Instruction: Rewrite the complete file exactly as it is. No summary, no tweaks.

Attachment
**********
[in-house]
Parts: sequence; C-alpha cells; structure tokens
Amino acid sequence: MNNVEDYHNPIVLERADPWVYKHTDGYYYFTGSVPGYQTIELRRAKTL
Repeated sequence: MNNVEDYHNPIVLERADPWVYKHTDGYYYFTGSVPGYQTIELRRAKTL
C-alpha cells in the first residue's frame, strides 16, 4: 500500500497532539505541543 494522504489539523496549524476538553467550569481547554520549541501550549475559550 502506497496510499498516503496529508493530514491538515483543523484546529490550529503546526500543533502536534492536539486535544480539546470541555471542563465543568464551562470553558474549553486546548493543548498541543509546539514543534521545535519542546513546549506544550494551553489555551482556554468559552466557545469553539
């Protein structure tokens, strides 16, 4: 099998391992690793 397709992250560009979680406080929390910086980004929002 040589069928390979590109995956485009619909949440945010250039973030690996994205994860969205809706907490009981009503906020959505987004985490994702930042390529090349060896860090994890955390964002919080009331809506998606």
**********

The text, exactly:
[in-house]
Parts: sequence; C-alpha cells; structure tokens
Amino acid sequence: MNNVEDYHNPIVLERADPWVYKHTDGYYYFTGSVPGYQTIELRRAKTL
Repeated sequence: MNNVEDYHNPIVLERADPWVYKHTDGYYYFTGSVPGYQTIELRRAKTL
C-alpha cells in the first residue's frame, strides 16, 4: 500500500497532539505541543 494522504489539523496549524476538553467550569481547554520549541501550549475559550 502506497496510499498516503496529508493530514491538515483543523484546529490550529503546526500543533502536534492536539486535544480539546470541555471542563465543568464551562470553558474549553486546548493543548498541543509546539514543534521545535519542546513546549506544550494551553489555551482556554468559552466557545469553539
């Protein structure tokens, strides 16, 4: 099998391992690793 397709992250560009979680406080929390910086980004929002 040589069928390979590109995956485009619909949440945010250039973030690996994205994860969205809706907490009981009503906020959505987004985490994702930042390529090349060896860090994890955390964002919080009331809506998606």